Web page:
Salford’s Strategy for Culture, Creativity and Place
Last week we joined our friends at Islington Mill for the launch of Suprema Lex – Salford’s Strategy for Culture, Creativity and Place in Salford.
The Suprema Lex strategy focuses on five areas, with ‘People’ as the central pillar that unites the strategy as whole. These areas include:
- Salford: The city of makers and making – a place where creatives from all walks of life can live, work and make their work.
- Place-making – creating tools and processes that make Salford’s centres and neighbourhoods feel distinctive and open with a sense of clear identity.
- Animating the city – connecting the ways that we plan, communicate and create access to Salford’s distinct and varied cultural and creative events
- Destination Salford – Salford knows exactly who it is and what makes us distinctive. This strand of Suprema Lex is about how we communicate to those outside the city. The stories we want to tell, and the dialogues we want to start.
- People at the centre of Everything – As we activate parts of the strategy, the people of Salford must be a consciously present priority. However, we also want to focus on the cultural, creative and place-based opportunities for people in four additional areas: Cultivating Sector Leadership IN Salford, Social Prescribing, Children and Young People, and Neighbourhood-based Delivery.
On Thursday 12 March, Salford's Culture and Place Partnership launched a new strategy for culture, creativity and place.
Lots of colleagues from across the University were in attendance. On arrival guests were greeted by a DJ and a drinks reception before speeches and presentations. City Mayor Paul Dennett started the night by discussing the vision he hoped the strategy would bring for Salford.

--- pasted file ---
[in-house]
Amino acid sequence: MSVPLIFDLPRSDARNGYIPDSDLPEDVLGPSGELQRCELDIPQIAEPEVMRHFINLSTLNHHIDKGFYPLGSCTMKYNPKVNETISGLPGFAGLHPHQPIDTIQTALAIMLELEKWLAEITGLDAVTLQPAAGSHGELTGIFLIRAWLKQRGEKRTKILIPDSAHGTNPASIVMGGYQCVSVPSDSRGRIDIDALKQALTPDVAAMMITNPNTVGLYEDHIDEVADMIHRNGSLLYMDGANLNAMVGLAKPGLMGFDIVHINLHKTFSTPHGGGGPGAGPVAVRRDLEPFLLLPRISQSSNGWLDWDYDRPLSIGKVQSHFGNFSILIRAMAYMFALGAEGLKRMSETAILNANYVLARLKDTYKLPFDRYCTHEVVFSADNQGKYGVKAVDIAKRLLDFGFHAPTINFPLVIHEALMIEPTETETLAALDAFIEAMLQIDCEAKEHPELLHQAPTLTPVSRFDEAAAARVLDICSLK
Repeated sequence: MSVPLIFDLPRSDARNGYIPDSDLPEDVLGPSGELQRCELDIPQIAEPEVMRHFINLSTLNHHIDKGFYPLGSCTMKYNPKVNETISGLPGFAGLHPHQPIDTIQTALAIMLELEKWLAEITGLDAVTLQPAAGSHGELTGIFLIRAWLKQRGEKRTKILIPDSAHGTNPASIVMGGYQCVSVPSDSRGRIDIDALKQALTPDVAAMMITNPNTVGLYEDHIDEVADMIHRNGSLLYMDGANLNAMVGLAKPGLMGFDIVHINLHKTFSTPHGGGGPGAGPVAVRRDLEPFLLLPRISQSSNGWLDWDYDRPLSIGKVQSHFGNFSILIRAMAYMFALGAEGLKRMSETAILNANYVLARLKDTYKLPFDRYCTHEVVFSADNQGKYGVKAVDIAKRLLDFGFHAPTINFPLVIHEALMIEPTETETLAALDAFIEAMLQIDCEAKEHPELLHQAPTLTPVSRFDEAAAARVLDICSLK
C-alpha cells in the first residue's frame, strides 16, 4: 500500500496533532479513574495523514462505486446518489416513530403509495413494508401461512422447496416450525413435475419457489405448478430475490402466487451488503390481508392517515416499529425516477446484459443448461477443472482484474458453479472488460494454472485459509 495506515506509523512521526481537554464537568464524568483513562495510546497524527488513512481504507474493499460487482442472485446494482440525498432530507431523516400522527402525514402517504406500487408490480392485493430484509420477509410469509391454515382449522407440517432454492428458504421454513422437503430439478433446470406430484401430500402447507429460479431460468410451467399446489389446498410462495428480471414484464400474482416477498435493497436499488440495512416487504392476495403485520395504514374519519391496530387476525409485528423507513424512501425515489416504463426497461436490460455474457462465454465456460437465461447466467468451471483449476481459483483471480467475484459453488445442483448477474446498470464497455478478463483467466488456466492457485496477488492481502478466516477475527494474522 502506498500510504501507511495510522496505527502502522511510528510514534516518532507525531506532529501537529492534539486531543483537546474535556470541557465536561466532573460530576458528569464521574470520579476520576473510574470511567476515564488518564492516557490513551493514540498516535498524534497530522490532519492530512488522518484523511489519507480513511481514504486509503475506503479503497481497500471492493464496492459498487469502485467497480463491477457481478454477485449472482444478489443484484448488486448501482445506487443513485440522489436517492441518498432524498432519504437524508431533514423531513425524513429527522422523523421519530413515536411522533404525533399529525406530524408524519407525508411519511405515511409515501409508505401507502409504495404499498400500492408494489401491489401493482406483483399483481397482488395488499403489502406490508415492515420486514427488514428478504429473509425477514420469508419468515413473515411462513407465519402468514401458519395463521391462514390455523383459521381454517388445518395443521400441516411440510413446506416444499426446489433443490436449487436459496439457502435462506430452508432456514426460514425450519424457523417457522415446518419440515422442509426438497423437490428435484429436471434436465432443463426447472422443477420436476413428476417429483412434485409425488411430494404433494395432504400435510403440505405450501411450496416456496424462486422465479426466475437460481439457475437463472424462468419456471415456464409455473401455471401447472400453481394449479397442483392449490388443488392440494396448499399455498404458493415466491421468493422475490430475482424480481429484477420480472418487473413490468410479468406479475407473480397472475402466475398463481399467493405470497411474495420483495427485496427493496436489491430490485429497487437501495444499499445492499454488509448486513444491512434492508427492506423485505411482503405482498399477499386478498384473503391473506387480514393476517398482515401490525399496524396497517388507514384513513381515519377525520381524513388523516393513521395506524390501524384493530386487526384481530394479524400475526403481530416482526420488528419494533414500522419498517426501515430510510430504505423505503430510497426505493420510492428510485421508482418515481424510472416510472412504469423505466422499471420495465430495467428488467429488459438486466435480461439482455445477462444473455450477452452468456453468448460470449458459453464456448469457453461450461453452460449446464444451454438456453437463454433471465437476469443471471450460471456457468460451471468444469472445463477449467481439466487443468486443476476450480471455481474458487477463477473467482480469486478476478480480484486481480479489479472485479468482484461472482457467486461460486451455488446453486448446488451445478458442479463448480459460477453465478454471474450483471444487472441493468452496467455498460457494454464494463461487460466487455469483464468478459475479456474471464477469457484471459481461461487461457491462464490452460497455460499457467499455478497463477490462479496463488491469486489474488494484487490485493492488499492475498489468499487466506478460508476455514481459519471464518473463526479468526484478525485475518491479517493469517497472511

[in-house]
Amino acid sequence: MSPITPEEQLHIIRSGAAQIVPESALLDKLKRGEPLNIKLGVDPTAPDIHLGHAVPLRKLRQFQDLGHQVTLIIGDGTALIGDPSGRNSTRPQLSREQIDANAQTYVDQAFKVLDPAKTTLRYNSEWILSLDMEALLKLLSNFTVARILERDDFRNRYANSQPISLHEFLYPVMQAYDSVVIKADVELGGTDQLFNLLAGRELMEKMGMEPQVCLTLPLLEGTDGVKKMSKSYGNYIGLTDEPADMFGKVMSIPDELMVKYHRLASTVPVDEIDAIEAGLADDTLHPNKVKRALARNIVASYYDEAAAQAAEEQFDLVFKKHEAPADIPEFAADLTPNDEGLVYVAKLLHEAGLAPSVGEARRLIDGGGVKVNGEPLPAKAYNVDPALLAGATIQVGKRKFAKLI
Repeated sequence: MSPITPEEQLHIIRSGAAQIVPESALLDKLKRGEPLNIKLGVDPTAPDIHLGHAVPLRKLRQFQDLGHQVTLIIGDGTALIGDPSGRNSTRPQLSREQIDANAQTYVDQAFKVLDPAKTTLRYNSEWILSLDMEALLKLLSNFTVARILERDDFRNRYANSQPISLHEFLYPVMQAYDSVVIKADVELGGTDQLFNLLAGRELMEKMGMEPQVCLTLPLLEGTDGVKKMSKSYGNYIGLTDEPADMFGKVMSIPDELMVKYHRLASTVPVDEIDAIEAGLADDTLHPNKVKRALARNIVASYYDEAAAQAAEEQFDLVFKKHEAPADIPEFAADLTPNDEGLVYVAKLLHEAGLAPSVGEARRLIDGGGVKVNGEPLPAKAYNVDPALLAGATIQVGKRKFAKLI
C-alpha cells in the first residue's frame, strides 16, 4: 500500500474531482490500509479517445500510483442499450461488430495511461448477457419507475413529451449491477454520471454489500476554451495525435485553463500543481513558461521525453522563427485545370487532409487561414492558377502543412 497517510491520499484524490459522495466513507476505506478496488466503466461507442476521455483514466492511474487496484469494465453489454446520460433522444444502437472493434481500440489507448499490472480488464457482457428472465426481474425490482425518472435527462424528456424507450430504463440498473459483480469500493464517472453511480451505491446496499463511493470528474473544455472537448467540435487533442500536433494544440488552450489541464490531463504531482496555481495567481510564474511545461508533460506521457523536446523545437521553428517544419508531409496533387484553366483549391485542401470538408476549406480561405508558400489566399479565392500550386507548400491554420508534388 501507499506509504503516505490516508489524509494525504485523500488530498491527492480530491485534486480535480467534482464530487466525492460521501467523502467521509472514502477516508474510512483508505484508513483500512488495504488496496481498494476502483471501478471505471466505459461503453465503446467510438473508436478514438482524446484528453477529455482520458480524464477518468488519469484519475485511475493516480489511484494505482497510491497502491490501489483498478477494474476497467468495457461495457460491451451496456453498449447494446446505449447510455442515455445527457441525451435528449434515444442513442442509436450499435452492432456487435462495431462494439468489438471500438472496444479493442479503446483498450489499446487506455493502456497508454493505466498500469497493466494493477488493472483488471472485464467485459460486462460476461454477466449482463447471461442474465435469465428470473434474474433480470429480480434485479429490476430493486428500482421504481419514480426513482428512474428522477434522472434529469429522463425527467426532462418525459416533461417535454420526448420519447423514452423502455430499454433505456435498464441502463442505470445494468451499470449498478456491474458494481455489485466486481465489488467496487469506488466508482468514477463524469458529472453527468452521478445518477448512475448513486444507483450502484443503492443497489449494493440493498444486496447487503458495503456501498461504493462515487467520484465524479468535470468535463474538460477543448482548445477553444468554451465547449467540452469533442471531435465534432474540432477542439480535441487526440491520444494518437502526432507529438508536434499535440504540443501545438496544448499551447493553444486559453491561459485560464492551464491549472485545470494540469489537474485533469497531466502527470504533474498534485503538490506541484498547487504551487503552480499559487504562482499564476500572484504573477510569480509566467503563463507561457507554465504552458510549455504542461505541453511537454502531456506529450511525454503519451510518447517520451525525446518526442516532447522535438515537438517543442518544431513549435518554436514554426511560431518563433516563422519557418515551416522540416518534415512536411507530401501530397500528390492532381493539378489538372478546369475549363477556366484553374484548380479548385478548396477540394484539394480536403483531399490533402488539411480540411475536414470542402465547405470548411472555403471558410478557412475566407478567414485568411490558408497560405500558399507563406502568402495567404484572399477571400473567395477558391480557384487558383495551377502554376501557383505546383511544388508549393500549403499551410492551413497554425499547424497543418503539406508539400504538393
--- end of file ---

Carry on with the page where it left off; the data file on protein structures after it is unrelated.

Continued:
He said: “It’s a strategy to democratise culture and ensure those who produce our culture are not exploited. The strategy encapsulates what we want to achieve here in Salford as it has always been a working town of makers and do-ers and in many respects it runs in the water and in our blood.”
Also, in attendance was Jackie Kay, Chancellor of the University of Salford and Scots Makar. She said: “The University of Salford has a central role to play in convening creative, social, academic and economic forces for the benefit of our city, so I am delighted that we have been able to support the Salford Culture and Place Partnership in the launch of this strategy. As a civic university, contributing the cultural and creative opportunities on offer in Salford is critical to helping to make Salford an even better place to live, work, visit and study.
“Through the redevelopment of our campus and the surrounding area – the Salford Crescent masterplan – we are already working with partners in the city to deliver a cultural quarter for Salford. Our campus alone is home to a vibrant new theatre, performance spaces, recording studios and music venues, and we are surrounded by heritage and cultural assets, such as Salford Museum & Gallery and the Working Class Movement Library.
“At the heart of our vision for the future is the regeneration of Maxwell Hall; home to memories of the past as the venue played host to iconic bands such as Blondie and The Smiths during the 70s and 80s, we want to bring Maxwell Hall back into use as a leading modern music venue and cultural hub not just for Salford, but for Greater Manchester and beyond.”
Arts Council England's Alison Clark, The Lowry's Julia Fawcett OBE, and world-renowned designer Wayne Hemingway OBE were also in attendance.
The launch event also shared details of Stage Directions, a £1 million ACE-funded project supporting children and young people across Salford. The School of Arts and Media were are heavily involved in the project, with colleagues like Connoll Pavy and Georgia Lynch bring Salford young people into New Adelphi Building each week to teach them digital art skills like film making, editing and after-effects, for instance.
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